The Effect of Trees on Crime in Portland, Oregon

  • Authors: Donovan, Geoffrey H.; Prestemon, Jeffrey P.
  • Publication Year: 2012
  • Publication Series: Scientific Journal (JRNL)
  • Source: Environment and Behavior 44(1):3-30

Abstract

The authors estimate the relationship between trees and three crime aggregates (all crime, violent crime, and property crime) and two individual crimes (burglary and vandalism) in Portland, Oregon. During the study period (2005-2007), 431 crimes were reported at the 2,813 single-family homes in our sample. In general, the authors find that trees in the public right of way are associated with lower crime rates. The relationship between crime and trees on a house’s lot is mixed. Smaller, view-obstructing trees are associated with increased crime, whereas larger trees are associated with reduced crime. The authors speculate that trees may reduce crime by signaling to potential criminals that a house is better cared for and, therefore, subject to more effective authority than a comparable house with fewer trees.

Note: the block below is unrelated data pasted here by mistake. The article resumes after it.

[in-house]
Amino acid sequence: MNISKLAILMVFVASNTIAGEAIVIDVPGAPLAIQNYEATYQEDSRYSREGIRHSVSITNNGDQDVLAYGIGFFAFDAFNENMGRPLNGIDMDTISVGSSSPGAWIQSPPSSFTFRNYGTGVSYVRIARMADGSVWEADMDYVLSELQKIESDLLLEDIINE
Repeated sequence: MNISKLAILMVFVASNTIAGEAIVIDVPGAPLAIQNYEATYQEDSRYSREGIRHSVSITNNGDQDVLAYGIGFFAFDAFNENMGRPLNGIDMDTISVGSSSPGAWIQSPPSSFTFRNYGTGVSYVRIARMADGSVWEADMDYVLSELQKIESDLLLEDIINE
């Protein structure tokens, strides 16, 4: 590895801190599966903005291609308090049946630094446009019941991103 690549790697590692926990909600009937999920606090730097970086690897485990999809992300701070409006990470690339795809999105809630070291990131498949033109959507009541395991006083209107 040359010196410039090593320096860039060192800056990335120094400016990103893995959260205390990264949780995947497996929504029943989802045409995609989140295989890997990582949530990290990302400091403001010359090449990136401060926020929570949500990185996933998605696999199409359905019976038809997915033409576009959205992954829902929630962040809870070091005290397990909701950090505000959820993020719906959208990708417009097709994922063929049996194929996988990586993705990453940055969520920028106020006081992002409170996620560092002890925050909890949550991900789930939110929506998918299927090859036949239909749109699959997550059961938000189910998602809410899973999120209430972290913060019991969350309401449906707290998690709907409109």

• Citation: Donovan, Geoffrey H.; Prestemon, Jeffrey P. 2012. The effects of trees on crime in Portland, Oregon. Environment and Behavior 44(1):3-30.
  • Keywords: crime, trees, urban forestry, Portland, Oregon
  • Posted Date: November 14, 2012
  • Modified Date: August 4, 2015
  • Print Publications Are No Longer Available

    In an ongoing effort to be fiscally responsible, the Southern Research Station (SRS) will no longer produce and distribute hard copies of our publications. Many SRS publications are available at cost via the Government Printing Office (GPO). Electronic versions of publications may be downloaded, printed, and distributed.

    Publication Notes

    • This article was written and prepared by U.S. Government employees on official time, and is therefore in the public domain.
    • To view this article, download the latest version of Adobe Acrobat Reader.